Benedictines: December 2012 Archives
In the eventide of my life, I have such a need of recollection, such a need to obey and to humble myself. I am unworthy of having been chosen to found the Congregation. I suffer being pulled between heaven and earth. The cross grows heavy. The Lord gave me as my portion the souls of guilty priests...my own soul disappears beneath an accumulation of iniquities! But I had asked for this humiliation! How is that the Lord was able to make use of so little a thing? His fidelity, His consuming love, this all my life, my light my death.
Hear with favor our prayers, which we humbly offer, O Lord, for the salvation of the soul of Father Louis (Thomas Merton), your servant and Priest, that he, who devoted a faithful ministry to your name, may rejoice in the perpetual company of your Saints.
The famous Trappist monk, Thomas Merton (b. 1915) died on this date in 1968.
In very many ways Merton was a consummate human being: loved pleasure and engaged his freedom only to transform pleasure and his version of freedom with his embrace a life of prayer and silence as a Strict Obsernace Cistercian (a Trappist monk) in a Kentucky abbey. In the monastery Thomas Merton was known as Father M. Louis, a name I still prefer to use because of his commitment to the monastic life. At the command of his abbot, Merton wrote of his conversion in his 1949 best seller, The Seven Storey Mountain, introducing millions of people to the monastic life. No other book since this one has had such a critical impact on Catholics.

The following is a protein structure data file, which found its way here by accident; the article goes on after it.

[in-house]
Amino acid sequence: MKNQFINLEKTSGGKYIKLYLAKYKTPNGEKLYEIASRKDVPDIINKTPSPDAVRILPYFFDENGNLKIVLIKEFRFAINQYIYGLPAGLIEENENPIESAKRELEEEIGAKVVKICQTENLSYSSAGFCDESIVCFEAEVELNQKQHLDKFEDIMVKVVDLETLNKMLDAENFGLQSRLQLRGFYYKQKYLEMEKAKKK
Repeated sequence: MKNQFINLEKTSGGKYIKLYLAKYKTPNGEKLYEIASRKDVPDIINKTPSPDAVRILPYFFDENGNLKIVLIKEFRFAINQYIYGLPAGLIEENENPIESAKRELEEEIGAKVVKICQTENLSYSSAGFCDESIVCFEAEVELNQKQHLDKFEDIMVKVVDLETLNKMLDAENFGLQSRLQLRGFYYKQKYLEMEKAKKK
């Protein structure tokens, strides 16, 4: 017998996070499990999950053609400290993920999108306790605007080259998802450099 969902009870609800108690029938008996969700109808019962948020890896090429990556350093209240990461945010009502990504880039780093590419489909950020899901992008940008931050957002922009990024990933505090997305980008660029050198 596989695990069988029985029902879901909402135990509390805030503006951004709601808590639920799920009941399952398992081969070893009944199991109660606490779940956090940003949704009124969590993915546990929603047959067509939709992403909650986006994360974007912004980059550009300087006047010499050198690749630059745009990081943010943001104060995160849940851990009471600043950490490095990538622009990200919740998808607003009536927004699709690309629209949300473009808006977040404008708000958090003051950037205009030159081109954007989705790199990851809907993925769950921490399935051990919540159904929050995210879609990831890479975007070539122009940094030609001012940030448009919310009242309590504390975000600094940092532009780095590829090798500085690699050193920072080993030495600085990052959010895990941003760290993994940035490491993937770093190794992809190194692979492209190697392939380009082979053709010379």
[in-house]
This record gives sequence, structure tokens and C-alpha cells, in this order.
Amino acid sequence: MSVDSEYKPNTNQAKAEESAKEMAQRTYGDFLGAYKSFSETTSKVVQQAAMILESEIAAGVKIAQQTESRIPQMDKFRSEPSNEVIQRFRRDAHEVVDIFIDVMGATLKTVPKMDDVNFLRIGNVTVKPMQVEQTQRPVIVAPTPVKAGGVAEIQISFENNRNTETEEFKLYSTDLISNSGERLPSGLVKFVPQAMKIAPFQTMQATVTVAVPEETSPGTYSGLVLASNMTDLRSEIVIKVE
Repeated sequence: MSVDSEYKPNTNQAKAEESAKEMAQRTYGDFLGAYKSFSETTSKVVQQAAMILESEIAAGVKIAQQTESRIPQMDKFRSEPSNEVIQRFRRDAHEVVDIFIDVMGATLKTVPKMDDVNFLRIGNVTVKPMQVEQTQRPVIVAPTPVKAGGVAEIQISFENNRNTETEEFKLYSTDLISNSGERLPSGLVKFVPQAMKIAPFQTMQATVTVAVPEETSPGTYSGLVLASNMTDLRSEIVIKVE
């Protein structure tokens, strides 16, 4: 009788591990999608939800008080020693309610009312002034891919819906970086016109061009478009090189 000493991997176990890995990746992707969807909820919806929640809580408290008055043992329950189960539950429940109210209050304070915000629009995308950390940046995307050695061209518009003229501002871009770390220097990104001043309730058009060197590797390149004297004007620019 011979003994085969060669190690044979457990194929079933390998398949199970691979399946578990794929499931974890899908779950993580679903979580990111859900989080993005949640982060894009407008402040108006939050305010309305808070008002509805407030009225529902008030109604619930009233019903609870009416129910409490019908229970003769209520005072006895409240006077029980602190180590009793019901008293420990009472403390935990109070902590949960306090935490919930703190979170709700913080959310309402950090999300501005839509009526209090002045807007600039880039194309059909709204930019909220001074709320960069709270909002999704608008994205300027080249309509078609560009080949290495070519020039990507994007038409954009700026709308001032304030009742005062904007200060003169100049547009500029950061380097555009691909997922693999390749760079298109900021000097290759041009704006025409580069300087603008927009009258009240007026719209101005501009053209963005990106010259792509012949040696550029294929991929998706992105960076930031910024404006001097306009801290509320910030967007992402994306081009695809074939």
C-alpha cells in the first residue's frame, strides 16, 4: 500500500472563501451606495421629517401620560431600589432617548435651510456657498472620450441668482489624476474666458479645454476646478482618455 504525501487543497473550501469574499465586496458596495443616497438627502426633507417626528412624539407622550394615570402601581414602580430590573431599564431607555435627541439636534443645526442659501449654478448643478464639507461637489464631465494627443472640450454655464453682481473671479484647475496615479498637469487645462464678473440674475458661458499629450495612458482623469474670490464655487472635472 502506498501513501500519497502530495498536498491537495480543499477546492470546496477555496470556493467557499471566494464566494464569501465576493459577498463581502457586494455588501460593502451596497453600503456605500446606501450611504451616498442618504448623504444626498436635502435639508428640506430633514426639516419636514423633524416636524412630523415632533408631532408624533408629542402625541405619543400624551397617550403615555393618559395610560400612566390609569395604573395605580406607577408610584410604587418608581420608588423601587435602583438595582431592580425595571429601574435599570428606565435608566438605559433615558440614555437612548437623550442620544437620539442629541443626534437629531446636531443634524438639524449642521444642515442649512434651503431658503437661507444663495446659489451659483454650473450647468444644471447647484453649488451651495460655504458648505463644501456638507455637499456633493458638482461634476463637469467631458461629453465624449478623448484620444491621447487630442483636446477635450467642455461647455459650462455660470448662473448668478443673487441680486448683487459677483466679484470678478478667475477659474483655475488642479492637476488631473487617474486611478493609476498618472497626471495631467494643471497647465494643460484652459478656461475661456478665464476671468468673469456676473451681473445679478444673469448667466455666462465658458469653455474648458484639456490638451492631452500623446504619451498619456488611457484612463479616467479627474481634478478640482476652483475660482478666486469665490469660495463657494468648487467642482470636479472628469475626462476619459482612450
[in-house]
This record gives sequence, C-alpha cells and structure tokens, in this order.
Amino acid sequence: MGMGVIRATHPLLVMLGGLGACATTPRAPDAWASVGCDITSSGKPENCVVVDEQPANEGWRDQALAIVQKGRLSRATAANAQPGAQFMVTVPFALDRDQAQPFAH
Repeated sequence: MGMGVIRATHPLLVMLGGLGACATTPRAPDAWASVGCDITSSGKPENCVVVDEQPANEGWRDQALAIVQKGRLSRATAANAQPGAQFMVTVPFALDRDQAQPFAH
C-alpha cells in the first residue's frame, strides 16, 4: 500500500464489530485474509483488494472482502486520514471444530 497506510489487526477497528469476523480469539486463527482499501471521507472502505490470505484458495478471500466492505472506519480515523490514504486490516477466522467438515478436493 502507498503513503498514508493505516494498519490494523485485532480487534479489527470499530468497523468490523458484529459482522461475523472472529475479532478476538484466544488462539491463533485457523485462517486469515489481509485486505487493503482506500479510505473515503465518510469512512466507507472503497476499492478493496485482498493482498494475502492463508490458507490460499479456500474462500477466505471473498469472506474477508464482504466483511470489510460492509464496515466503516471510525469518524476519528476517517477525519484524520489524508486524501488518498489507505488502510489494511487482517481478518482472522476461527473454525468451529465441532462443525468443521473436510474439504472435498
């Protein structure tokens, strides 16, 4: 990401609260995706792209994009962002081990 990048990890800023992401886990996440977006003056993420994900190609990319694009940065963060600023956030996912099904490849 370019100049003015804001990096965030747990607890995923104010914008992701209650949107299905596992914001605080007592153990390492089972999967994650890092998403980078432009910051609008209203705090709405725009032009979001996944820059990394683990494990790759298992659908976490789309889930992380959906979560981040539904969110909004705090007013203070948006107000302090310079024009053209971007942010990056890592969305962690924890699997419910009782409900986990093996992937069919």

His conversion story was only one of many books and essays published by Merton and even in death Merton continues to publish due to the finding of new materials or the repackaging of thought into new books. The irony of Merton's life as a monk is that he died in Asia conferencing with an international and interfaith group of monks and nuns. His body was brought home in a steel casket on a military transport.